The shrapnel-scarred facade of Bath’s old Labour Exchange has always been regarded an unofficial memorial to those dark days of April 1942 when the city suffered a terrible aerial bombardment from the Nazi Luftwaffe.
It is the only building from that time that still bore the scars of war and the evidence of three dreadful days and two nights when bombs rained down upon a city Hitler had ear-marked for destruction.
Along with other historic places like Exeter and York, Bath had been chosen from the German Baedeker travel guide as a reprisal for the RAF’s bombing of Lubeck and other historic towns in Germany.
In Bath a group of people have campaigned for some permanent memorial to those terrible days and have established an on-line Bath Blitz Memorial Project. They had also managed to get the old exchange building Grade 11 listed.
Members of the project were present at the unveiling of a special heritage plaque that will now be attached to the exterior of the battle-scarred building which has been cleverly redeveloped in a multi-million pound regeneration scheme.
Development management firm Rengen took the lead on the regeneration of the former Labour Exchange building, James Street West, after securing planning permission for a mixed use scheme of student accommodation and commercial space.
The scheme, which was a Joint Venture with the building’s owners Bath & North East Somerset Council, includes 78 student rooms over three new floors and 4,000 sq.ft. of commercial space on the ground floor.
Throughout the project Rengen worked closely with English Heritage, Bath Heritage Watchdog and the Bath Blitz Memorial Project to ensure the development enhanced the local environment and protected the historical character of the building.
Unveiling the plaque, Rengen’s Chief Executive Officer, Iestyn Lewis, said “We are thrilled and feel a great sense of privilege to have been involved in this scheme to redevelop the former Labour Exchange on James Street West.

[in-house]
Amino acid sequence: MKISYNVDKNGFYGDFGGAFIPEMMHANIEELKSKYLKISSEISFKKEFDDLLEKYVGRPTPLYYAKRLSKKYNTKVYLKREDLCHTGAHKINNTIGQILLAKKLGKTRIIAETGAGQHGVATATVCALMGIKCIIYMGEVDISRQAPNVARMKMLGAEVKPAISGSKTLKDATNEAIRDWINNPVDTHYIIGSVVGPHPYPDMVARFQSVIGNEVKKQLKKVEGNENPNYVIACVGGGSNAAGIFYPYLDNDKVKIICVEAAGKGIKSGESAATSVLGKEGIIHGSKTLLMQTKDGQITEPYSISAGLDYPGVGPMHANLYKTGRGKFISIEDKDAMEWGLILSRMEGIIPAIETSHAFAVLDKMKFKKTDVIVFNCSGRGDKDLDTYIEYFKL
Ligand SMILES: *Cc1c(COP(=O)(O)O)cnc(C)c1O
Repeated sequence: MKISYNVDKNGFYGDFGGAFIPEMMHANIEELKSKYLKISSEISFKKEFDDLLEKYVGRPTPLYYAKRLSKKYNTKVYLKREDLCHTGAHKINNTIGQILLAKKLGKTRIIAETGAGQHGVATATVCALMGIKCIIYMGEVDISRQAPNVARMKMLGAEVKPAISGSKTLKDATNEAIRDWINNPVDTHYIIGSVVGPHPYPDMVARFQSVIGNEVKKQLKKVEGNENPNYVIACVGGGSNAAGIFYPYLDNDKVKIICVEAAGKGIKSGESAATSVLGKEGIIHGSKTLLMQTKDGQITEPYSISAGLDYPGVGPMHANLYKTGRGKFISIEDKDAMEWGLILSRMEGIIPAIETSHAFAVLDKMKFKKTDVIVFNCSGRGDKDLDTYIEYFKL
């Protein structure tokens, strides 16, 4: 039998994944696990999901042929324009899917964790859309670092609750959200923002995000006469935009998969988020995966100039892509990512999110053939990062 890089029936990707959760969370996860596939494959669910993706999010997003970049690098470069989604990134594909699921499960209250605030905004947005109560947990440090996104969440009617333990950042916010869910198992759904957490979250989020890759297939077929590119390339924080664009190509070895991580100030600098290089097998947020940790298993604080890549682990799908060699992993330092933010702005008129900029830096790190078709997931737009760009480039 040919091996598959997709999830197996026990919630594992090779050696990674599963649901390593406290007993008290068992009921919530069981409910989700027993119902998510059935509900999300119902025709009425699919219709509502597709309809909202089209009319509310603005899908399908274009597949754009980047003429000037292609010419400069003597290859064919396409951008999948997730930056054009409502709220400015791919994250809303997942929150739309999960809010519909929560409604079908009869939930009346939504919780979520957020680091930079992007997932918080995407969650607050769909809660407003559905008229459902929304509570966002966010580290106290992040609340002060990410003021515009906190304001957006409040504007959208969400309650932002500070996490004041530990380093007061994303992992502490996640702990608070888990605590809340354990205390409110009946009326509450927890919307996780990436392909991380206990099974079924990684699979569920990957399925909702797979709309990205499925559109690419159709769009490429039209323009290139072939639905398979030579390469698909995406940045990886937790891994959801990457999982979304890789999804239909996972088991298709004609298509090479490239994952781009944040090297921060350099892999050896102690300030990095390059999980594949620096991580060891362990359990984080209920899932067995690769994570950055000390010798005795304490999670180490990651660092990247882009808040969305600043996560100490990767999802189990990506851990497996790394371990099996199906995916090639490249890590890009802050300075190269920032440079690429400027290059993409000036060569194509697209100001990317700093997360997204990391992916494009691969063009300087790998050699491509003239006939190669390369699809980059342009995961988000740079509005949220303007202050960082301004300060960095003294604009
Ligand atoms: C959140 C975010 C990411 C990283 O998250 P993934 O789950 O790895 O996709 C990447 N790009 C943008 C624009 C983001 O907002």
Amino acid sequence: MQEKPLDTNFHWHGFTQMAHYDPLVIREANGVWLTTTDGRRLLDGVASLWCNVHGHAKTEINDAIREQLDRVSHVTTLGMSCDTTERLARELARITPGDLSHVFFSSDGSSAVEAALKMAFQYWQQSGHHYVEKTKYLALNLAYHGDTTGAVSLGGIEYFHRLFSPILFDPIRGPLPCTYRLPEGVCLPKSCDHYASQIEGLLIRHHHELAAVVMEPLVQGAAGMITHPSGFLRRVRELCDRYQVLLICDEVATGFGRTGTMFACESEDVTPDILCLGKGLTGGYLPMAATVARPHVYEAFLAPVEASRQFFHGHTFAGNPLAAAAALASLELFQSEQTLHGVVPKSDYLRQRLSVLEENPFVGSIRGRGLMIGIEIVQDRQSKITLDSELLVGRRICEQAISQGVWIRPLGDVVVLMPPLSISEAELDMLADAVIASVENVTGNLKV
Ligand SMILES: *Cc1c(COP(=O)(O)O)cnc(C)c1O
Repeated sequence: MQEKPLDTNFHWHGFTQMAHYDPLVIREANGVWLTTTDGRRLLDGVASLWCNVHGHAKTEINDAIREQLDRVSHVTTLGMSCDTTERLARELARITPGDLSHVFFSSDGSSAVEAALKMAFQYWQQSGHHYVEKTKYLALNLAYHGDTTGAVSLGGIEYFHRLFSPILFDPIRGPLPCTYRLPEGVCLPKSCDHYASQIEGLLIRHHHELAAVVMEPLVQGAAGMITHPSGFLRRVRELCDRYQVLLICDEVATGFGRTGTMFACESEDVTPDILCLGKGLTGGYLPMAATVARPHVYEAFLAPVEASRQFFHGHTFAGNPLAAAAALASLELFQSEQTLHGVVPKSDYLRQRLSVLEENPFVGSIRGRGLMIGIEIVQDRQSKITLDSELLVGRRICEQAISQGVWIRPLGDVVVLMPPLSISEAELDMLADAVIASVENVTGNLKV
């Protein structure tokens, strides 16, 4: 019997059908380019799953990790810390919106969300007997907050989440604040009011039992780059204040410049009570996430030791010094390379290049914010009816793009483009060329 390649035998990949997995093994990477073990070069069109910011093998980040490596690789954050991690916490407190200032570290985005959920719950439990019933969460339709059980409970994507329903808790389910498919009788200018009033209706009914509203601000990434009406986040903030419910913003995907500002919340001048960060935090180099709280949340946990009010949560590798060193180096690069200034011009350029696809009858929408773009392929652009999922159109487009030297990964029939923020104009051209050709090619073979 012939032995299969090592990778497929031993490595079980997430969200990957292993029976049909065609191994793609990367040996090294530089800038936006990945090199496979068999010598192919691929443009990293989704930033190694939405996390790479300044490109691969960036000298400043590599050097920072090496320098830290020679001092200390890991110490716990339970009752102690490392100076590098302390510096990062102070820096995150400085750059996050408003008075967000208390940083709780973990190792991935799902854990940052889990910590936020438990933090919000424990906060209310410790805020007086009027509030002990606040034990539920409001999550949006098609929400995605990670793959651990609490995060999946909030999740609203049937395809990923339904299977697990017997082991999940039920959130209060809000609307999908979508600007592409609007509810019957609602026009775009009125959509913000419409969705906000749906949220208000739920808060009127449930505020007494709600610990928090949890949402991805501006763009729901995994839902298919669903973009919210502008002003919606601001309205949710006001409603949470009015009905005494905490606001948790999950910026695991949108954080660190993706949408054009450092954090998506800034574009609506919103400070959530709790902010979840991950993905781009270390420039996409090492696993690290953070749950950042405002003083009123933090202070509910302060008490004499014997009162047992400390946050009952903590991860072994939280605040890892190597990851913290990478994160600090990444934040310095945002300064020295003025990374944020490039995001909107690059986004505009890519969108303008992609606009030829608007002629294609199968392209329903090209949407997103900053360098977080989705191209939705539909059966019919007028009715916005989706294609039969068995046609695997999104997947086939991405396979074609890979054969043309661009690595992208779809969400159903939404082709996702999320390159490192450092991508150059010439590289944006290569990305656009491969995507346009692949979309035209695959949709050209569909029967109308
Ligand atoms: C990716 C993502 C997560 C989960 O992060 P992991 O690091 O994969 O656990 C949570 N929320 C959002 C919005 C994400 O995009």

“It was our intention right from the very beginning of this project to both protect and preserve the historic bomb damaged façade for future generations as well as giving the building a new lease of life.
“Having lived in the city, I was always mindful of the significance this building held in the community and that it stood as a reminder of the struggles and sacrifices of a previous generation.
“This innovative scheme, which came with many logistical difficulties, has enabled us to bring a very rundown building back into beneficial use, as well as safeguarding its historical importance and ensuring its place in the city’s future.”
I asked Brian Vowles from the Bath Blitz Memorial Project how pleased he was that the building was now taking on official memorial status with the plaque’s unveiling.
All construction work at the former Labour Exchange building was carried out by local firm IKON. The company moved on to site at the end of 2015 with demolition work starting soon afterwards.
The student accommodation will be operated by Empiric Student Property who bought the building in a deal worth £7.65 million.
Bath & North East Somerset Council will retain ownership of the ground floor. Furniture retail specialists Nisbet are due to occupy the commercial unit.
Rengen has been involved in a number of high profile schemes in Bath, including the redevelopment of the Widcombe Social Club and the former Radway Service Station at Wellsway. Rengen is also taking the lead on plans for a new headquarters for the Bath Sea Cadets.
The company, a subsidiary of property consultancy and engineering firm Iesis, provides global property services such as project management, quantity surveying, and structural and civil engineering.
You can find out more about the Bath Blitz Memorial Project via http://www.bathblitz.org/
The two photographs showing the aftermath of the Bath Blitz – used in the interview with Brian Vowles – came from http://www.bathintime.co.uk/